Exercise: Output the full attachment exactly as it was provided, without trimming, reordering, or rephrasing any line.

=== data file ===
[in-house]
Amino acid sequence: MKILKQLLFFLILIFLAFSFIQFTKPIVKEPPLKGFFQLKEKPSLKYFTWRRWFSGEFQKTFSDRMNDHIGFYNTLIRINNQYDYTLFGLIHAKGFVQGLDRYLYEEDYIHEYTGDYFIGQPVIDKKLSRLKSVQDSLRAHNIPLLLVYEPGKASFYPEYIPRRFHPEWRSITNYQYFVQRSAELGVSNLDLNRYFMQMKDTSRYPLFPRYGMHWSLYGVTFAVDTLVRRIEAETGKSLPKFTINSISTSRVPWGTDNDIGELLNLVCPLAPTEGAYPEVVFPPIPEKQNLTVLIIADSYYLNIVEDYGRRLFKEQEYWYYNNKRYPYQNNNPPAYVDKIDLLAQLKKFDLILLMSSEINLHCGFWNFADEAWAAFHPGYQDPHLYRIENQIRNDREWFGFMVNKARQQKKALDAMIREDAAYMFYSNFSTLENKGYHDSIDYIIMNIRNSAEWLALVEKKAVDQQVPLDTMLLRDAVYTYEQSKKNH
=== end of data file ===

[in-house]
Amino acid sequence: MKILKQLLFFLILIFLAFSFIQFTKPIVKEPPLKGFFQLKEKPSLKYFTWRRWFSGEFQKTFSDRMNDHIGFYNTLIRINNQYDYTLFGLIHAKGFVQGLDRYLYEEDYIHEYTGDYFIGQPVIDKKLSRLKSVQDSLRAHNIPLLLVYEPGKASFYPEYIPRRFHPEWRSITNYQYFVQRSAELGVSNLDLNRYFMQMKDTSRYPLFPRYGMHWSLYGVTFAVDTLVRRIEAETGKSLPKFTINSISTSRVPWGTDNDIGELLNLVCPLAPTEGAYPEVVFPPIPEKQNLTVLIIADSYYLNIVEDYGRRLFKEQEYWYYNNKRYPYQNNNPPAYVDKIDLLAQLKKFDLILLMSSEINLHCGFWNFADEAWAAFHPGYQDPHLYRIENQIRNDREWFGFMVNKARQQKKALDAMIREDAAYMFYSNFSTLENKGYHDSIDYIIMNIRNSAEWLALVEKKAVDQQVPLDTMLLRDAVYTYEQSKKNH